This is the first of a series of essays examining same-sex marriage in advance of General Synod 2019 in July, where delegates will consider on second reading a resolution making changes to the marriage canon.
It is clear the Anglican Church of Canada has changed in fundamental ways. Our church has increasingly embraced the most progressive elements of Canadian culture: a combination of identity politics, gender fluidity, social egalitarianism and multiculturalism. Not all bad, to be sure, but also not identical with the Christian gospel, though it is often mistaken as such.
What is surprising is not that the church has been impacted by culture, but how quickly traditional beliefs have been swept away and replaced by revisionist alternatives. This has resulted in deep fissures and enduring division in the church. The momentum seems to be on side of revisionists, as evidenced by the widespread embrace of same-sex marriage in the church. That particular issue is the big one on the agenda this summer, when we will vote on the second reading to change the marriage canon. I cannot help but see this entire process as a misguided attempt to overturn the consensus of Christendom. If tradition is, in Chesterton’s words, “the democracy of the dead,” then our ignoring the voices of our departed elders in the faith represents a failure to take seriously God’s Word given in scripture and mediated in history.
Meanwhile, several dioceses have already forged ahead with same-sex marriage regardless of canon change, emboldened by General Synod Chancellor David Jones’s claim that since the current canon doesn’t explicitly forbid same-sex marriage then it essentially allows for it. The legal principle that “everything which is not forbidden is allowed” is useful for protecting personal freedoms in democratic states, but less useful for interpreting ecclesial laws founded on theological principles that lay claim on the entire life of the Christian person. The Chancellor’s judgment has been widely accepted by liberals, and thus far not seriously challenged by conservatives. It ought to be.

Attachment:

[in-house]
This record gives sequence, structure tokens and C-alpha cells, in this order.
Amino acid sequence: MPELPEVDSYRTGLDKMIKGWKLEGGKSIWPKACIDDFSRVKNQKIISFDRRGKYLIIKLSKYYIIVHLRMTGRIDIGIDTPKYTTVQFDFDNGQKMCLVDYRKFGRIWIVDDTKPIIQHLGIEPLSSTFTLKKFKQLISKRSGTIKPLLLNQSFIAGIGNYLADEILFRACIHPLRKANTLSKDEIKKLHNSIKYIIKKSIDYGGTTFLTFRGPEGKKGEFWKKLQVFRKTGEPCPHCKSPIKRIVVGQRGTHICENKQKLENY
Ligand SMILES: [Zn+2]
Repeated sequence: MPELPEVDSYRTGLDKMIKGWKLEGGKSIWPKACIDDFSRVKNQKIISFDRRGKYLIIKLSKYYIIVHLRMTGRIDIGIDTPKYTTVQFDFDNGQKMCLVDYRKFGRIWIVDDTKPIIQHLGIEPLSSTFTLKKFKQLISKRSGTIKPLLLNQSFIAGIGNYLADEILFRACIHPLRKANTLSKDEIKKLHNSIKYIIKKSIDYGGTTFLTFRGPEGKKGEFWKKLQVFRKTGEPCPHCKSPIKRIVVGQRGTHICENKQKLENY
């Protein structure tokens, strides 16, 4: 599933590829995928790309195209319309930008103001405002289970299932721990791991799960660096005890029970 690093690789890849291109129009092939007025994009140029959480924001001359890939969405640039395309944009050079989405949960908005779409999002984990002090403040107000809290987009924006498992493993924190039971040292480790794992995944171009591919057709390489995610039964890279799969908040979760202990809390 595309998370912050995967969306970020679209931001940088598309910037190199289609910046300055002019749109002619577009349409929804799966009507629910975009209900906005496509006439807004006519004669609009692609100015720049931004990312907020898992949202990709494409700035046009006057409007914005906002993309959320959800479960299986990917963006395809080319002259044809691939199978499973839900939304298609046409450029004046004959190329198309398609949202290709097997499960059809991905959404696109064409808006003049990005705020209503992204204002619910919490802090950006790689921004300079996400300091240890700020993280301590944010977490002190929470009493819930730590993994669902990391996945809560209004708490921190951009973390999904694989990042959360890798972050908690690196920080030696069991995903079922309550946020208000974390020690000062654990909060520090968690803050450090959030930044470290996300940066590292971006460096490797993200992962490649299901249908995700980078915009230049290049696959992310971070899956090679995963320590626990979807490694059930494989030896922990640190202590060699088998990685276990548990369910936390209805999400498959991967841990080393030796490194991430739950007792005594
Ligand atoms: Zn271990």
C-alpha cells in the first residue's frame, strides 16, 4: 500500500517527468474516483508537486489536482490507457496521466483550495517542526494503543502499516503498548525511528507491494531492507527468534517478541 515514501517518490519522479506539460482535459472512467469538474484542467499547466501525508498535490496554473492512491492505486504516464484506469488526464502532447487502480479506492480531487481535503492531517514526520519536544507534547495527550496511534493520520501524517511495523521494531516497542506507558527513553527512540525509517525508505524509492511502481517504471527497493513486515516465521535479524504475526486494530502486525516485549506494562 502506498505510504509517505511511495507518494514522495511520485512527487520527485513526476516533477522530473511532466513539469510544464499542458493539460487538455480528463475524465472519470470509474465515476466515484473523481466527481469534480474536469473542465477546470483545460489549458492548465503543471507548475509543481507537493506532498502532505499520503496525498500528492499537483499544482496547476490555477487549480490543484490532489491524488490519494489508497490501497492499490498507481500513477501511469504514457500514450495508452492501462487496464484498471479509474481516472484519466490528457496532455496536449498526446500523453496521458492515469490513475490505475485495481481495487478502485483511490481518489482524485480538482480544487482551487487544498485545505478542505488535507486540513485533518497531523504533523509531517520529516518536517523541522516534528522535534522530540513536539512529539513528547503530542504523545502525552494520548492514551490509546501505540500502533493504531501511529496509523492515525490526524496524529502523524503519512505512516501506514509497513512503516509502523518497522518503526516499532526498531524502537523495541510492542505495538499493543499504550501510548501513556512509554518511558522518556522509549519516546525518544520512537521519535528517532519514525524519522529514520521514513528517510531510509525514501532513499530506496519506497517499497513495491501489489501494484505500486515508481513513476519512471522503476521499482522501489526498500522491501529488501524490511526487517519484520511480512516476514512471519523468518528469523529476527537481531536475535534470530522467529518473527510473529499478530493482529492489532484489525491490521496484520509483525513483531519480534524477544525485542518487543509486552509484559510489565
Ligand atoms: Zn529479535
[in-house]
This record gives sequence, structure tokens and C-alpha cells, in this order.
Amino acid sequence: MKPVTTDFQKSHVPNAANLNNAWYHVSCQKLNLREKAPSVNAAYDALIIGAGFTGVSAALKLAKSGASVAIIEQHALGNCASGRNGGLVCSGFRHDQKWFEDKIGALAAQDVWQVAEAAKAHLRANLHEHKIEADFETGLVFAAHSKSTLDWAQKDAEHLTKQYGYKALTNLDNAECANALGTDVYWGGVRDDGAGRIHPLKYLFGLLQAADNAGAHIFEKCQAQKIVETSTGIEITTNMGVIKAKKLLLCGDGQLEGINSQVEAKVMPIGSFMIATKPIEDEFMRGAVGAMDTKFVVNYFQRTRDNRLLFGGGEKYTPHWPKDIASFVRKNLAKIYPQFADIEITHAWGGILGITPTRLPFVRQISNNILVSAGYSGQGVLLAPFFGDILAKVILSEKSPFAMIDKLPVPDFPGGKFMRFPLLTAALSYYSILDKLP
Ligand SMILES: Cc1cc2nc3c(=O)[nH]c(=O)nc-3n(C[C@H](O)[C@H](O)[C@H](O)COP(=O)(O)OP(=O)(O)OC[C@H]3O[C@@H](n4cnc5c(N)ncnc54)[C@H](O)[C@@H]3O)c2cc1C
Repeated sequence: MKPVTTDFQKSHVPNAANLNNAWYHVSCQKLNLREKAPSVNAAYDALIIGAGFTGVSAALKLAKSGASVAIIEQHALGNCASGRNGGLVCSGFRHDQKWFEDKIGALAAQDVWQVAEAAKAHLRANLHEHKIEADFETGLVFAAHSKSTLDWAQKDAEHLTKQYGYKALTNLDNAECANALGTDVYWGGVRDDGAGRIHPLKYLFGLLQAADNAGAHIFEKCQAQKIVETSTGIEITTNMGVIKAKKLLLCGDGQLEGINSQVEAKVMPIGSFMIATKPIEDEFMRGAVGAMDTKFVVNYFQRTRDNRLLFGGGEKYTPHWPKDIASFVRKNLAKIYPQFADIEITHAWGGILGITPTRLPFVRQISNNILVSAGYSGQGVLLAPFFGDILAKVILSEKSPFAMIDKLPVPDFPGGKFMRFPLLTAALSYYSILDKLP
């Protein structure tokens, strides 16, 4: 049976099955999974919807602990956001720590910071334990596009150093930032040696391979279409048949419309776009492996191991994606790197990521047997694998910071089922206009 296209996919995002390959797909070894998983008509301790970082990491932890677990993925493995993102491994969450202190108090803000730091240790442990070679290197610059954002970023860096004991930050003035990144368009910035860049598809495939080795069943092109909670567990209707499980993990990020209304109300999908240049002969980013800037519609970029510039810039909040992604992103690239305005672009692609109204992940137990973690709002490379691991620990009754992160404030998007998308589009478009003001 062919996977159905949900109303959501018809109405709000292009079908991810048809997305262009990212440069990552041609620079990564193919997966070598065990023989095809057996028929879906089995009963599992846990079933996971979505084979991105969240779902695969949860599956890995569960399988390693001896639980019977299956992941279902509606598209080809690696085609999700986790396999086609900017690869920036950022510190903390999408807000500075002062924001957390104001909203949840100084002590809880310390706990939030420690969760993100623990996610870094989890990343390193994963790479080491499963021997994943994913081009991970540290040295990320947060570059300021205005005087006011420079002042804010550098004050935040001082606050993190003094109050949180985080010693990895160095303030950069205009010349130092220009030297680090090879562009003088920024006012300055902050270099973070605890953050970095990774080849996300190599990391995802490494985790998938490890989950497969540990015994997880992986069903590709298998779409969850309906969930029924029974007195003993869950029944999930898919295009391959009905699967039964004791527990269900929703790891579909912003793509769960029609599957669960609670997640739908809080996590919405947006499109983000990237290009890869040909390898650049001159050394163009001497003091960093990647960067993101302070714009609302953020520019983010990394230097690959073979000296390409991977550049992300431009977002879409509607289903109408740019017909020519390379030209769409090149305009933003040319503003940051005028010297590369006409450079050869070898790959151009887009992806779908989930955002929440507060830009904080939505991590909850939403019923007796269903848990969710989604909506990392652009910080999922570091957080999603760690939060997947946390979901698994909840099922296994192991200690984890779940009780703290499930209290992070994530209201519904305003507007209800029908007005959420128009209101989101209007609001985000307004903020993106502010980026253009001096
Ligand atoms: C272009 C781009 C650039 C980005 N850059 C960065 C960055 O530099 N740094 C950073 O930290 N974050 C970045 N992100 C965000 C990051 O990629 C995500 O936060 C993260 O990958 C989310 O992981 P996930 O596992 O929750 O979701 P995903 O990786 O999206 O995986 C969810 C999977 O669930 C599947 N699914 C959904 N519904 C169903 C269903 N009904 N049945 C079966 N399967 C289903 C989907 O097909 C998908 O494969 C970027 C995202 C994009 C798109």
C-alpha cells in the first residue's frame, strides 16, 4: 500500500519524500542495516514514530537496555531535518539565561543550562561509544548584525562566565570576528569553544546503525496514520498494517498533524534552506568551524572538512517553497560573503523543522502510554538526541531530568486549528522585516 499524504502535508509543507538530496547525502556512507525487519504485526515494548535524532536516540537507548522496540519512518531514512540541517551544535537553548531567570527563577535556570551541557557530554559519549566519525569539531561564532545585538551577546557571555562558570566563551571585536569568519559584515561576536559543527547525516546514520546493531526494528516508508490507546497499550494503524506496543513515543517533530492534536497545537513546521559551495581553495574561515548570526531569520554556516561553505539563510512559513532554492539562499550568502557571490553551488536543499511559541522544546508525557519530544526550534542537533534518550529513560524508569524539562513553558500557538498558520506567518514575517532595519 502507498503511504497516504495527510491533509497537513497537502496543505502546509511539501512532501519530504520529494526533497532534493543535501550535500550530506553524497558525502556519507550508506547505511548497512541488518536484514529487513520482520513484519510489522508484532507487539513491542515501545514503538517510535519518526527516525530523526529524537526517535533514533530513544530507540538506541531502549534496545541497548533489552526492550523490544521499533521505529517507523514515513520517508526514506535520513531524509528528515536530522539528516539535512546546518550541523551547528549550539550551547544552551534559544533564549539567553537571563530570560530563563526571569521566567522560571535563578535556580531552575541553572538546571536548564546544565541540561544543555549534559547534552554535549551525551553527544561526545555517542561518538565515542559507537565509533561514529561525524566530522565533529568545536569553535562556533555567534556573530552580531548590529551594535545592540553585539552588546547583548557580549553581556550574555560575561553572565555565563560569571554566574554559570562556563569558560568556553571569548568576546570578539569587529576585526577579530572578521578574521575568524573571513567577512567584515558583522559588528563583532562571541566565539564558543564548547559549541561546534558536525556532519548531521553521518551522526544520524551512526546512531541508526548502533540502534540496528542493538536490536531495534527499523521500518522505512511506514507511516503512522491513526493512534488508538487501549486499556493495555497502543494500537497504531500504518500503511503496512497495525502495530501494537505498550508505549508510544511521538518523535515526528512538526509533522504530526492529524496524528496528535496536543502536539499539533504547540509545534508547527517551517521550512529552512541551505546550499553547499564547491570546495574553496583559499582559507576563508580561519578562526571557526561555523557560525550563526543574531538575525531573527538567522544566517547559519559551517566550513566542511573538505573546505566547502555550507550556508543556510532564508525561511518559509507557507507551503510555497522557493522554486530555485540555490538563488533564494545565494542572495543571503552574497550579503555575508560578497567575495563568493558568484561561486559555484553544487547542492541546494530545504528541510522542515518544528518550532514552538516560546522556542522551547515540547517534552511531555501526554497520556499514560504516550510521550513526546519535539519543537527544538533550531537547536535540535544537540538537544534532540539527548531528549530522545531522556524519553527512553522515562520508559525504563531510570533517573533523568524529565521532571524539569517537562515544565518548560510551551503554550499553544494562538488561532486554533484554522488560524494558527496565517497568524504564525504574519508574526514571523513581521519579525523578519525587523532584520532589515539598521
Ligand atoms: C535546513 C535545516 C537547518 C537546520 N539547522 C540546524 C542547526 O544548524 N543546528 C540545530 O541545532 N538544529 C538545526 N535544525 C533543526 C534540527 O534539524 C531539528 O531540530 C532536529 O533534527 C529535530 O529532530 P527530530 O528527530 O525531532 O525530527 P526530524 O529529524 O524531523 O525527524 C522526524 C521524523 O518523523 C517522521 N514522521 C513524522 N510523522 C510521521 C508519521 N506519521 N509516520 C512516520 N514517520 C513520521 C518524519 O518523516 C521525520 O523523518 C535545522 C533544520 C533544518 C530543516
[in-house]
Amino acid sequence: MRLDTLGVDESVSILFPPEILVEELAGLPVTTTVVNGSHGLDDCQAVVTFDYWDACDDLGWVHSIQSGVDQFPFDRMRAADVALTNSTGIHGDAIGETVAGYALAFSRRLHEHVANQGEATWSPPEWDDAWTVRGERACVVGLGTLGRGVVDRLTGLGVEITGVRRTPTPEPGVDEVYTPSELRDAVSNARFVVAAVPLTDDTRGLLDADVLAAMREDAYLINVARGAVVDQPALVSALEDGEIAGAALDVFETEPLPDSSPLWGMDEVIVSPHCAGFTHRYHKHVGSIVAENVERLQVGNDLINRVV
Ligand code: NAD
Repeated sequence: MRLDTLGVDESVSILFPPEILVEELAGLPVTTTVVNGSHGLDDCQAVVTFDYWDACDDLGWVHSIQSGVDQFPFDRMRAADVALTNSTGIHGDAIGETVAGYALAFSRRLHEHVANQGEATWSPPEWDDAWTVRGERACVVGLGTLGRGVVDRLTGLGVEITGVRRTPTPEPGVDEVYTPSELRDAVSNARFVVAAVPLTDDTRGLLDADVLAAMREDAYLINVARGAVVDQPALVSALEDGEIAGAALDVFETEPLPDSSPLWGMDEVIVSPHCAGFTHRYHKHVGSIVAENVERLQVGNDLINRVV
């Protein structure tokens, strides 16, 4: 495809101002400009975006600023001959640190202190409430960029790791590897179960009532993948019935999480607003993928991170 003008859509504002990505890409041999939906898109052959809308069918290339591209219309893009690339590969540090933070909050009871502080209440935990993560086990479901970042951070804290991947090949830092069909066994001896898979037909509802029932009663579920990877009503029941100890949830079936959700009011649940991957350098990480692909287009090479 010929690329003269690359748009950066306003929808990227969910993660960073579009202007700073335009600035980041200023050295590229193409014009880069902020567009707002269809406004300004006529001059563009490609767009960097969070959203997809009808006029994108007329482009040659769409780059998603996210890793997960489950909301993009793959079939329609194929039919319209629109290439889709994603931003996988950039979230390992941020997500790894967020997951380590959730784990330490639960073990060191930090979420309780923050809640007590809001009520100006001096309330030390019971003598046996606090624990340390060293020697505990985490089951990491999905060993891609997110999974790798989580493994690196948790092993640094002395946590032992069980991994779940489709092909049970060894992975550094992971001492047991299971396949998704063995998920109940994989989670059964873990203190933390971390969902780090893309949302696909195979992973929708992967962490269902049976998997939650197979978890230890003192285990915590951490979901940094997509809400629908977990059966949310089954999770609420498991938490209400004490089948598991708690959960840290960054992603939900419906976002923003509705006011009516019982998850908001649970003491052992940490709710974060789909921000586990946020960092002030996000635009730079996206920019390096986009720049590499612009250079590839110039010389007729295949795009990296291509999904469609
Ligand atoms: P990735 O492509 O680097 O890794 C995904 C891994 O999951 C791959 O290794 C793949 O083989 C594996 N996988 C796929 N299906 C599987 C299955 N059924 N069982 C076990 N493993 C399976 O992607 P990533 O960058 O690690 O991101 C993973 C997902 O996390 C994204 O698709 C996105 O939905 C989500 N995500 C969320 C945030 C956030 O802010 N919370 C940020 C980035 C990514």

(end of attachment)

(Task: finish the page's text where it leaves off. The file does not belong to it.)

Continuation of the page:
This moment in the life of our church is no mere provincial squabble; it is a full-blown crisis, and one which will impact not only the Canadian church but also the worldwide Communion. Most worrisome is how we got here. The “debate” which led us to this vote was hardly a debate at all, but rather a question-begging theological study, followed by a series of unilateral episcopal decisions buttressed by pastoral pronouncements given in the narcotizing language of diversity, inclusivity, and social justice. Much of what these terms represent is good, but still not identical with the theological virtues of faith, hope, and love.
While the presenting issue in our day is same-sex marriage, it is not the only issue, nor is it the fundamental one. Same-sex marriage, like other distortions of Christian teaching, arises from a rejection of biblical authority. Of course, revisionists would not describe it that way and, to be fair, their rejection is not a wholesale rejection of the entire Bible. It is rather an incremental, partial rejection – choosing this bit over that bit, bending the meaning of this verse, pitting one tradition against another, reinterpreting a passage here and there. Over time these hermeneutical acrobatics have had the effect of destabilizing any authoritative use of the Bible. As a result, sermons begin to sound like Globe and Mail op-eds and pastoral care identifies self-expression as the pinnacle of sanctification.
When fellow Christians visit the Diocese of the Arctic for the first time, I often tell them that we in the north “speak Bible.” When we talk about of our Christian faith, or seek to understand God’s will, we look to Scripture to discipline our speech and give coherency to our ideas. Of course, for this approach to make any sense at all, we have to assume that the Bible is God’s Word written, that it is fundamentally different from other books, that the Holy Spirit uses it to “read us” and bring to us words of judgment and truth, and that Jesus Christ is the center on which all things converge. Such a theologically thick account of revelation sits uneasily with contemporary efforts to accommodate Scripture to culturally-defined norms of belief and behavior.